Dennis Muilenburg

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Dennis Muilenburg
Dennis Muilenburg (cropped).jpg
Muilenburg in 2011
Born1964 (age 54–55)
NationalityAmerican
Alma materIowa State University
University of Washington
OccupationBusinessman
SalaryUS$23,392,187 (total compensation, 2018)[1]
TitlePresident, chairman and CEO, Boeing
TermJuly 2015–present
PredecessorJames McNerney

Dennis A. Muilenburg (born 1964) is an American businessman who is the president, chairman and chief executive officer of The Boeing Company since July 1, 2015.

Early life and education[edit]

Muilenburg grew up on a farm in Iowa.[2]

He graduated in 1982 from Sioux Center High School in Sioux Center, Iowa.[3] He received a bachelor's degree in Aerospace Engineering from Iowa State University, followed by a master's degree in Aeronautics and Astronautics from the University of Washington.[1]

Career[edit]

Muilenburg started work at Boeing as an intern in 1985.[4][5]

Muilenburg held numerous management and engineering positions on various Boeing programs, including the X-32 (Boeing’s entry in the Joint Strike Fighter competition); Boeing’s participation in the Lockheed Martin F-22 Raptor fighter; the YAL-1 747 Airborne Laser; the High Speed Civil Transport; and the Condor unmanned reconnaissance aircraft. He later served as vice president of the Boeing Combat Systems division. Muilenburg served as president and chief executive officer of Boeing Integrated Defense Systems (later renamed Boeing Defense, Space & Security (BDS) from Sept 2009 till 2015.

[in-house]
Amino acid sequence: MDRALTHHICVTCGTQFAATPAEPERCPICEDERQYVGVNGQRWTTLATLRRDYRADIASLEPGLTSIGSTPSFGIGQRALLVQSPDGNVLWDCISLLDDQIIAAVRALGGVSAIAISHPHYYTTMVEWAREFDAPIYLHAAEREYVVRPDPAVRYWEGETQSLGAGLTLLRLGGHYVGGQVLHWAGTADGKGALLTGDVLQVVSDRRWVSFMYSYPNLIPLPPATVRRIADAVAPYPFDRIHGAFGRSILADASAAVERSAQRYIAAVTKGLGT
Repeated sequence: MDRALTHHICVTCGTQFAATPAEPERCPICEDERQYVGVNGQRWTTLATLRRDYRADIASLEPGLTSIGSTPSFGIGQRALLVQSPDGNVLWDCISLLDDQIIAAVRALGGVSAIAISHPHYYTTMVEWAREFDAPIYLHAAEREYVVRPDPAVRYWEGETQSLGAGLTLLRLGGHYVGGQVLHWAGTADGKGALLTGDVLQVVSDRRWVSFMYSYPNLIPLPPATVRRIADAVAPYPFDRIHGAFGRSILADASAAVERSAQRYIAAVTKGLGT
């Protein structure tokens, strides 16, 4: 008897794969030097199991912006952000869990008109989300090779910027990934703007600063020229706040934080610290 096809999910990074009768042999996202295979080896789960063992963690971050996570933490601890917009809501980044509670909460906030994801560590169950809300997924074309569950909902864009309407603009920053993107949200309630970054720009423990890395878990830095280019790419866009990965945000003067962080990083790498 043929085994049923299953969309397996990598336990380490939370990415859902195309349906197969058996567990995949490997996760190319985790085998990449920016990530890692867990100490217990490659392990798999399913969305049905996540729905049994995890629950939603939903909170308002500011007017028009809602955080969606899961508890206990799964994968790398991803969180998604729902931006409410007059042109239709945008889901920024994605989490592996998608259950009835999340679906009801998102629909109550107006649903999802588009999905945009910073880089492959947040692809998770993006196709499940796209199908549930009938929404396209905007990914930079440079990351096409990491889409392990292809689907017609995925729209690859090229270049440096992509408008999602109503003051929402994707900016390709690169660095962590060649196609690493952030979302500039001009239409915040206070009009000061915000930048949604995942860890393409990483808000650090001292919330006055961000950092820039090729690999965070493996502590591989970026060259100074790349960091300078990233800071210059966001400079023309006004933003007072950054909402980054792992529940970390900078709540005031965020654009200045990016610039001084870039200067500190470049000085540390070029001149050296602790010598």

At the 787-10 Dreamliner rollout ceremony with President Donald Trump

In June 2015, Boeing announced that Muilenburg would succeed James McNerney, who was stepping down after ten years as CEO.[5]

In February 2016, it was announced that Muilenburg would also succeed McNerney as Boeing's chairman.[6]

In March 2016, Muilenburg became the chairman of the board of directors of The Boeing Company.[7]

In 2017 Muilenburg has stated his top tips for leadership as "React quickly. Events can change everything. So must you.", "Know your team. What really matters to them, on every scale?", "Chart the course. What should the next 100 years look like?"[8]

In March 2019, as a result of the Ethiopian Airlines Flight 302 crash and the Lion Air Flight 610 crash, which occurred five months prior to the Ethiopian crash, most airlines and countries began grounding the Boeing 737 MAX 8 due to safety concerns.[9] On 12 March, President Donald Trump spoke to Muilenburg and received assurances that the aircraft was safe.[10]

Memberships[edit]

Board memberships

Current
Previous

Other memberships

Personal[edit]

Muilenburg cycles about 120 miles per week around the Chicago area, where Boeing is headquartered, and drinks Diet Mountain Dew.[18][19][20][21]

Muilenburg is a church member and has spoken about managing overall life.[2]

Awards[edit]

References[edit]

  1. ^ a b "Executive Profile: Dennis A. Muilenburg". Bloomberg. Retrieved May 27, 2019.
  2. ^ a b Tom Hufty (October 3, 2018). "Episode 4 - Faith at Work: an interview with Dennis Muilenburg, CEO of The Boeing Company from PointTaken". PointTaken (Podcast). First Baptist Maryville. Retrieved May 30, 2019 – via www.stitcher.com.
  3. ^ Weilenga, Renee (November 23, 2018). "Boeing CEO returns to native county". Sioux Center News. Archived from the original on February 8, 2019. Retrieved May 7, 2019 – via www.nwestiowa.com.
  4. ^ Zhang, Benjamin (June 23, 2015). "The new Boeing CEO started as an intern at the company". Business Insider. Insider Inc. Retrieved May 30, 2019.